Second, I was looking for the voice of the majority, in essence to learn if there was something crucial and overlooked that drove the general spirit of soldiers’ commemorations against a backdrop of national reconciliation in the latter decades of the nineteenth century and the first decades of the twentieth. I believe it goes without saying that the overwhelming majority of the men who shouldered muskets in the Civil War were white. The Confederacy fielded  about o% (+/- .0001%) of their military age black men in combat roles, and the Union enlisted roughly 179,000 black fighting men to march into battle with the USCT and other black regiments – a shade short of 10% of the Union army. Combined, well over 3 million men served between 1861 and 1865. Clearly, black soldiers made up only a small fraction of the armies. Moving on, it made perfect sense that after the conflict black veterans would acknowledge slavery as the central cause of the war and celebrate emancipation as its consequence – no matter what anyone else said. Nothing surprising here.

My argument was with the predominating “reconciliationist premise” literature (David Blight’s work especially but also numerous others) that claimed white veterans put aside divisive issues in the name of an entirely benign and whitewashed reconciliation on southern terms.

With rare exception, they did not. In fact, many on both sides discussed with great vehemence war issues such as slavery and emancipation through any number of commemorative activities. And they went further than that, taking on highly volatile topics such as treason, tyranny, and the original intentions of the founders. Those who attended veterans’ gatherings or wrote narratives and recollections were bent on preserving memories, not whiting them out.

So it seems that white Civil War veterans – the majority of those who fought – did not dismiss war issues as readily as some scholars would have you think. They were perfectly willing to reconcile, but only on terms of their choosing – all the while acknowledging that the other side was profoundly wrong. As you might imagine, that did not work out so well. This is the story that I offer. You will have to read my book to see if I executed it successfully.

With compliments,

Keith

The Sainsbury’s Christmas Advert

 

 

You have all by now surely seen the British grocery chain Sainsbury’s exceedingly well-done Christmas advert depicting the famous 1914 Christmas truce and football match – where German and British soldiers put aside their weapons and come out of their trenches for a brief moment of camaraderie.  As one who writes about soldiers,  memory, and reconciliation I found this commercial very interesting. Understanding that Christmas is for sharing, these men show no spirit of enmity. Rather, they enjoy a celebration of humanity and selflessness in the midst of chaos while recognizing, as the ad implies (with the distant sound of artillery), that they will soon have to return to hostilities.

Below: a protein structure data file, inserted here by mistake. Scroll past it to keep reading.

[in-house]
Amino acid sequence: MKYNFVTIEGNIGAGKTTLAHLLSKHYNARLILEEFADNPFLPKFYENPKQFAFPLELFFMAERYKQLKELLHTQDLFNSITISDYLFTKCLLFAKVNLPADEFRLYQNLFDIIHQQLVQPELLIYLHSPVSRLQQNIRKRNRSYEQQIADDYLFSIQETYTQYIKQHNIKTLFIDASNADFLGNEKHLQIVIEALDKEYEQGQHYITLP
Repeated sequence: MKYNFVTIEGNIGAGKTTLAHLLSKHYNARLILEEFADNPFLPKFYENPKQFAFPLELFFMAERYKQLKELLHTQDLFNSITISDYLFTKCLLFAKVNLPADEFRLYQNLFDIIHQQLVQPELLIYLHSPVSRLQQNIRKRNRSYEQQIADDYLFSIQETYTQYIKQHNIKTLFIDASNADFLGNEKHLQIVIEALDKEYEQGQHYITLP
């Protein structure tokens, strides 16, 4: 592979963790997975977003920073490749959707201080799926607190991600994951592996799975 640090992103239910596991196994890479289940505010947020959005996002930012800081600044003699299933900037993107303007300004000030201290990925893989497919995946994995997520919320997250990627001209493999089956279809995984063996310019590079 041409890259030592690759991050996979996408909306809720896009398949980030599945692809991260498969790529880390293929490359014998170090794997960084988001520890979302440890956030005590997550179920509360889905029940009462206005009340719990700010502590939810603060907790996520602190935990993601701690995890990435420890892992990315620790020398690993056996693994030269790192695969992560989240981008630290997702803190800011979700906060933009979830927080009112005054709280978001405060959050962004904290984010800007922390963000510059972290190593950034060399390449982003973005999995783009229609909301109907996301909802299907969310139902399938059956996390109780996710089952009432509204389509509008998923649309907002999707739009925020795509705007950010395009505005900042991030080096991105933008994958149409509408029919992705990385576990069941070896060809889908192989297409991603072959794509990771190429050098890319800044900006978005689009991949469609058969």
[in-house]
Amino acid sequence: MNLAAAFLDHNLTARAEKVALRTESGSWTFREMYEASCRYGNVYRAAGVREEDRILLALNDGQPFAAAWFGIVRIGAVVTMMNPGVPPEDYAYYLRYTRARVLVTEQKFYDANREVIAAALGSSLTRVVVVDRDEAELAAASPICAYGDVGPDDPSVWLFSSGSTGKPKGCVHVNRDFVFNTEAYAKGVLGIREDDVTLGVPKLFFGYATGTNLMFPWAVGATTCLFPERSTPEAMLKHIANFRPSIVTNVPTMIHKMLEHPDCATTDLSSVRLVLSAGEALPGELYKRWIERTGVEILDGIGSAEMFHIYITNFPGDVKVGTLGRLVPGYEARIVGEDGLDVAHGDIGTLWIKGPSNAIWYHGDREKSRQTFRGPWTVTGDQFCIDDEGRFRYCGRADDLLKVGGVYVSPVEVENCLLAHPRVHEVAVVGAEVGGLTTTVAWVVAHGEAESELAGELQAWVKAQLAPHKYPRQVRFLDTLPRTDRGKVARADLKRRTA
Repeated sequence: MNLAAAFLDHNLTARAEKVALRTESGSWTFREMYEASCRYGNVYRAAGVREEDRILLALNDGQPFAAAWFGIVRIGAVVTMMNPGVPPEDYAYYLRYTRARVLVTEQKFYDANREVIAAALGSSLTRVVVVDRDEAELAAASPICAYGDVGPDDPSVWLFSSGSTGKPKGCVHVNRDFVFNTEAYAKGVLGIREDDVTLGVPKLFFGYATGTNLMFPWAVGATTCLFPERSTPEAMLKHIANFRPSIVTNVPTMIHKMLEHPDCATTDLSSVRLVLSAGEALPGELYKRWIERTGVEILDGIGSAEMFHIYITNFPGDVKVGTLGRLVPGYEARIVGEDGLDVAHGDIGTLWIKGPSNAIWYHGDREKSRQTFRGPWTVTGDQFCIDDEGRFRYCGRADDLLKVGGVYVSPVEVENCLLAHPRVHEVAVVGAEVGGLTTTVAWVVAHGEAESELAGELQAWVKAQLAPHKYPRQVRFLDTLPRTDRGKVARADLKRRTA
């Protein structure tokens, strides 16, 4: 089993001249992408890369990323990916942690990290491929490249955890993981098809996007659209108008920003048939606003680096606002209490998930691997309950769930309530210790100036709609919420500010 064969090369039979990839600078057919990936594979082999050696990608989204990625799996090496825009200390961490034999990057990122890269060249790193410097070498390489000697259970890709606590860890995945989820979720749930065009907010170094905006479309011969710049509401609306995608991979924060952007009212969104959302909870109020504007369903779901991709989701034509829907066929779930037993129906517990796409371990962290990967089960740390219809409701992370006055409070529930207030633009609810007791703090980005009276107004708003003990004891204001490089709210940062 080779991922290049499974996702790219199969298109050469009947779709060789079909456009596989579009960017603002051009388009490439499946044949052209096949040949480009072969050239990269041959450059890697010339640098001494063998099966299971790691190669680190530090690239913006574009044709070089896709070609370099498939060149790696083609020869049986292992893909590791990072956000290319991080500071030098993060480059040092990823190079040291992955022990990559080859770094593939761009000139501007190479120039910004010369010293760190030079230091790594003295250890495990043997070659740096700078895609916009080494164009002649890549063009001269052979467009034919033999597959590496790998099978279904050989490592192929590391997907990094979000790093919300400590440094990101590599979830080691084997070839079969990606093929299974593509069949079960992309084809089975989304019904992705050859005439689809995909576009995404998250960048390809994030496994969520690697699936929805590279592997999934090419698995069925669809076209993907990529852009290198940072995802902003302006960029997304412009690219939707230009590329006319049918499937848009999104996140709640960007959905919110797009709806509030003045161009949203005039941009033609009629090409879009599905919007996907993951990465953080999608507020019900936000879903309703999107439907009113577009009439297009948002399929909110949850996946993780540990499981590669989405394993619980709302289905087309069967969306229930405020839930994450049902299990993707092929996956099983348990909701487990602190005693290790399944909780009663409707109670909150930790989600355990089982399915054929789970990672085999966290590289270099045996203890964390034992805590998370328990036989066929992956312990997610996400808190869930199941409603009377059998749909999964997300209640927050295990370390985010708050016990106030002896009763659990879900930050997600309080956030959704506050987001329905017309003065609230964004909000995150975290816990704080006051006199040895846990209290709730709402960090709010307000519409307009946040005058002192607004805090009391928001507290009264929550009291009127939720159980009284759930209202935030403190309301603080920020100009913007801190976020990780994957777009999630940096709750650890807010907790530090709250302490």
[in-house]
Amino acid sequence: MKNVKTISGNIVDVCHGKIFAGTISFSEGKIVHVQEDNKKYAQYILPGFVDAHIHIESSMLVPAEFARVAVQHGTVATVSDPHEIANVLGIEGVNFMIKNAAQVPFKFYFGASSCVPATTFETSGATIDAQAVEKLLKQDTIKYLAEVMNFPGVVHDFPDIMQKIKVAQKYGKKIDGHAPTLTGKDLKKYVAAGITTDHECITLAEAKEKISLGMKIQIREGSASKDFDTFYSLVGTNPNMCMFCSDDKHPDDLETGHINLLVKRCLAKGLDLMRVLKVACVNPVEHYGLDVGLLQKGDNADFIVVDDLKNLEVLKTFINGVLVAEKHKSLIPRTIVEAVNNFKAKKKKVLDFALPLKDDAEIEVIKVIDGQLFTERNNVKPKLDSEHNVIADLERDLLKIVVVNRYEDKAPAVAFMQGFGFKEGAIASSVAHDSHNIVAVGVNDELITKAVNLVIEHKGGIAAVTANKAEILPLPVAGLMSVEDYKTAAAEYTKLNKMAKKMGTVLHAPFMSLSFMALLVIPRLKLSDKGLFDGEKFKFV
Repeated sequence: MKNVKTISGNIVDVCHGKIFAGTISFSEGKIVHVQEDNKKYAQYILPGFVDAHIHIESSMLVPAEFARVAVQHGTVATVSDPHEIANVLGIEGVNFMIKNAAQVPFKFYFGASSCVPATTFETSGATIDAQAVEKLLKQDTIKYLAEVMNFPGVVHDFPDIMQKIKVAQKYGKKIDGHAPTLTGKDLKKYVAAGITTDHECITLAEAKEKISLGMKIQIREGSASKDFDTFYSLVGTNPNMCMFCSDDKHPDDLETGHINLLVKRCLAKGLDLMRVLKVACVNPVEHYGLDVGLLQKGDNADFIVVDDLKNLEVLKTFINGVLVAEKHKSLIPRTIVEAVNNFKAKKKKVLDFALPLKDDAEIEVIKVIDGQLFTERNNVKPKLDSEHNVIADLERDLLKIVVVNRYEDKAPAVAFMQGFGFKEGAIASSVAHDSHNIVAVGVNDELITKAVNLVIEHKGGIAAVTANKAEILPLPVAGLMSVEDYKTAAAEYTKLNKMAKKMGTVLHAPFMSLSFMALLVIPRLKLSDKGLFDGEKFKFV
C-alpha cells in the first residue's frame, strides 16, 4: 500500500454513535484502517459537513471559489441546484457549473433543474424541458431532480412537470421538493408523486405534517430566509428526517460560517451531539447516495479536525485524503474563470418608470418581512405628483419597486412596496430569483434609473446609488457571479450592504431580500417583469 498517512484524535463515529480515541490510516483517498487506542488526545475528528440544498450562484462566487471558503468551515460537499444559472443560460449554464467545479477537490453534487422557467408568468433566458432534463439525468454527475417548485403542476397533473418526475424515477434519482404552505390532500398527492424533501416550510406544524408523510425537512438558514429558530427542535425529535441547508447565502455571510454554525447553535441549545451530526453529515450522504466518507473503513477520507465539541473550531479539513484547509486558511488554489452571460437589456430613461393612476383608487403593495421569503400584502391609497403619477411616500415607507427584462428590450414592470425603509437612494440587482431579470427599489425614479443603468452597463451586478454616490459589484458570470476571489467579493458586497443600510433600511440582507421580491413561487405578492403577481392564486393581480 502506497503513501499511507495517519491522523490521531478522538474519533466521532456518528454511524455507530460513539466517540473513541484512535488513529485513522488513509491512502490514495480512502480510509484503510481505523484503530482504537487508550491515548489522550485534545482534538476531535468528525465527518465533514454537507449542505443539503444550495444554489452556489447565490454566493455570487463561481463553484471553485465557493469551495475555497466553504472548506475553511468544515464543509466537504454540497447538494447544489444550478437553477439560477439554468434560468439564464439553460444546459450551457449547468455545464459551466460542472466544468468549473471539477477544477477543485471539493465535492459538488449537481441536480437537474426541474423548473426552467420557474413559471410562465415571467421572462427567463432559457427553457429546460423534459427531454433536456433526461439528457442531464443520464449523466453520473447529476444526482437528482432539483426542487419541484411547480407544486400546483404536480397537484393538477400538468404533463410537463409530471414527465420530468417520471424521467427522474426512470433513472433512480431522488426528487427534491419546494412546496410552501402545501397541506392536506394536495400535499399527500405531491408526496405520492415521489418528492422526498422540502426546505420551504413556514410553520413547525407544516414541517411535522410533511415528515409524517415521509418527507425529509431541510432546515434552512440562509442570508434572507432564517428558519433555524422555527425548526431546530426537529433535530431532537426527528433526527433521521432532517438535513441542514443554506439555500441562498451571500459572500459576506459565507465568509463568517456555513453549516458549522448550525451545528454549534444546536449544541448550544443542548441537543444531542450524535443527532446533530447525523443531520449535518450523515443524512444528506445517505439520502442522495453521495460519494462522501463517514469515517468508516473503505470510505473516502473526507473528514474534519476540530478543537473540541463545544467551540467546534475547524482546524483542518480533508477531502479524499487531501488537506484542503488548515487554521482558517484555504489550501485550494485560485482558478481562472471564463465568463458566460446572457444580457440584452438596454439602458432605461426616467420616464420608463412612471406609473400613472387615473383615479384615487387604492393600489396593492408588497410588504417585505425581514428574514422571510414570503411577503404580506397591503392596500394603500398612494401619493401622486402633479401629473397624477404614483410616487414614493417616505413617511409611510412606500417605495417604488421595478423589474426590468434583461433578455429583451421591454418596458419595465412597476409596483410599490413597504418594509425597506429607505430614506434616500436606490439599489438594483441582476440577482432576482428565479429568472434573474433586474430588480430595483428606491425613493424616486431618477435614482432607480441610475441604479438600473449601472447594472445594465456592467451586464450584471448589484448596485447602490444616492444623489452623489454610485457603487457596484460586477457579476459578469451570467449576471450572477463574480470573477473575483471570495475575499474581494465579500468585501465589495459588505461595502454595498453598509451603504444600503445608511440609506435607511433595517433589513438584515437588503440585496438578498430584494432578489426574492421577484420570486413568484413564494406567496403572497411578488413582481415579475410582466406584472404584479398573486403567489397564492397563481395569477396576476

What are your thoughts?

With compliments,

Keith

The Americanist Independent
 

Speaking Engagement in Pasadena – October 28th

Screen Shot 2014-10-07 at 9.33.16 AMGreetings to my Southern California friends – I will be speaking to the Pasadena Civil War Round Table on October 28th at 7:15 PM. The place: the Pasadena Central Library. The topic: Civil War veterans and reconciliation. This talk will be kicking off my book tour, of sorts…kind of promotional and kind of informative at the same time. If LSU press comes through by then, I might even have a copy or three on hand. Come one, come all – I PROMISE you will not be disappointed!

Here’s the deets.

With compliments,

Keith

What You Might Find Inside a Used Book

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Screen Shot 2014-07-25 at 8.22.42 AMThis is the inscription on the frontpiece of my personal copy of Commonwealth of Pennsylvania, Fiftieth Anniversary of the Battle of Gettysburg: Report of the Pennsylvania Commission (Harrisburg: Commonwealth of Pennsylvania, c1913). Or what I simply call the “Pennsylvania Report.” I bought the book in Gettysburg back in 2001 from a small book store specializing in battle ephemera. I wish I could remember the name of the store…or where exactly it is (or was) located. Anyway…it’s pretty cool when you can trace a book’s history. I did a little digging and found a great image of Francis H. Hoy – who, as stated, served as the Senior Vice Commander of the Department of Pennsylvania, GAR in 1915. In 1919, as I discovered, he served as the department’s Chief of Staff.

But enough about Hoy. The book is full of photographs from the 1913 Blue-Gray reunion at Gettysburg, marking the 50th anniversary of the battle. A significant number of the images clearly depict a reconciliatory spirit…and these images have dominated much of the scholarly analysis of the reconciliation movement. I take issue with some of these ideas and underscore a number of the most “forgive and forget” images in the August issue of The Americanist Independent. It would it worth it to you to check it out.

With compliments,

Keith